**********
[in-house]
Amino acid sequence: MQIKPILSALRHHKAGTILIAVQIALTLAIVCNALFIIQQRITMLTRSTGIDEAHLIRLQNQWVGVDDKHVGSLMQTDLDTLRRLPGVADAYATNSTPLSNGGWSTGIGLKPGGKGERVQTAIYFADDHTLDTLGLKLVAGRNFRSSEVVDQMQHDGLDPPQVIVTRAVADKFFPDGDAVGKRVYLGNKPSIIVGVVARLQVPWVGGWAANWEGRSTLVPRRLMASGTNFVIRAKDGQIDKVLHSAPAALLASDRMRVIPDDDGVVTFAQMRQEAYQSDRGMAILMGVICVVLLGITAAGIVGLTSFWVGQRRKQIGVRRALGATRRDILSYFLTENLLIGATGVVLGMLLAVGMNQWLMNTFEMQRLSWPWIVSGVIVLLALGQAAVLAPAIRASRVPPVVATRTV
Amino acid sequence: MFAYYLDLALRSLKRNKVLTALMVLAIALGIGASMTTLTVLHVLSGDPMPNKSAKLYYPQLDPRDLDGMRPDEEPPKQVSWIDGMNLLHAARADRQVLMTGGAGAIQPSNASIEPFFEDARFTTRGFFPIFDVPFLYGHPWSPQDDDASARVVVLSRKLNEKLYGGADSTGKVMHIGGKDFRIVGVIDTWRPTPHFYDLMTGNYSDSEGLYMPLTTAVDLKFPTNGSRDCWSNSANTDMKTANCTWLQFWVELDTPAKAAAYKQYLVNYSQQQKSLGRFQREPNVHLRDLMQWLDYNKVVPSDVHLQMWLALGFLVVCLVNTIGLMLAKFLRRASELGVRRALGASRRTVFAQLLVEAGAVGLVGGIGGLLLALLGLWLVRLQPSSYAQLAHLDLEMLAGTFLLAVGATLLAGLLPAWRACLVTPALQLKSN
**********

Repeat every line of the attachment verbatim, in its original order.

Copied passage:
[in-house]
Amino acid sequence: MQIKPILSALRHHKAGTILIAVQIALTLAIVCNALFIIQQRITMLTRSTGIDEAHLIRLQNQWVGVDDKHVGSLMQTDLDTLRRLPGVADAYATNSTPLSNGGWSTGIGLKPGGKGERVQTAIYFADDHTLDTLGLKLVAGRNFRSSEVVDQMQHDGLDPPQVIVTRAVADKFFPDGDAVGKRVYLGNKPSIIVGVVARLQVPWVGGWAANWEGRSTLVPRRLMASGTNFVIRAKDGQIDKVLHSAPAALLASDRMRVIPDDDGVVTFAQMRQEAYQSDRGMAILMGVICVVLLGITAAGIVGLTSFWVGQRRKQIGVRRALGATRRDILSYFLTENLLIGATGVVLGMLLAVGMNQWLMNTFEMQRLSWPWIVSGVIVLLALGQAAVLAPAIRASRVPPVVATRTV
Amino acid sequence: MFAYYLDLALRSLKRNKVLTALMVLAIALGIGASMTTLTVLHVLSGDPMPNKSAKLYYPQLDPRDLDGMRPDEEPPKQVSWIDGMNLLHAARADRQVLMTGGAGAIQPSNASIEPFFEDARFTTRGFFPIFDVPFLYGHPWSPQDDDASARVVVLSRKLNEKLYGGADSTGKVMHIGGKDFRIVGVIDTWRPTPHFYDLMTGNYSDSEGLYMPLTTAVDLKFPTNGSRDCWSNSANTDMKTANCTWLQFWVELDTPAKAAAYKQYLVNYSQQQKSLGRFQREPNVHLRDLMQWLDYNKVVPSDVHLQMWLALGFLVVCLVNTIGLMLAKFLRRASELGVRRALGASRRTVFAQLLVEAGAVGLVGGIGGLLLALLGLWLVRLQPSSYAQLAHLDLEMLAGTFLLAVGATLLAGLLPAWRACLVTPALQLKSN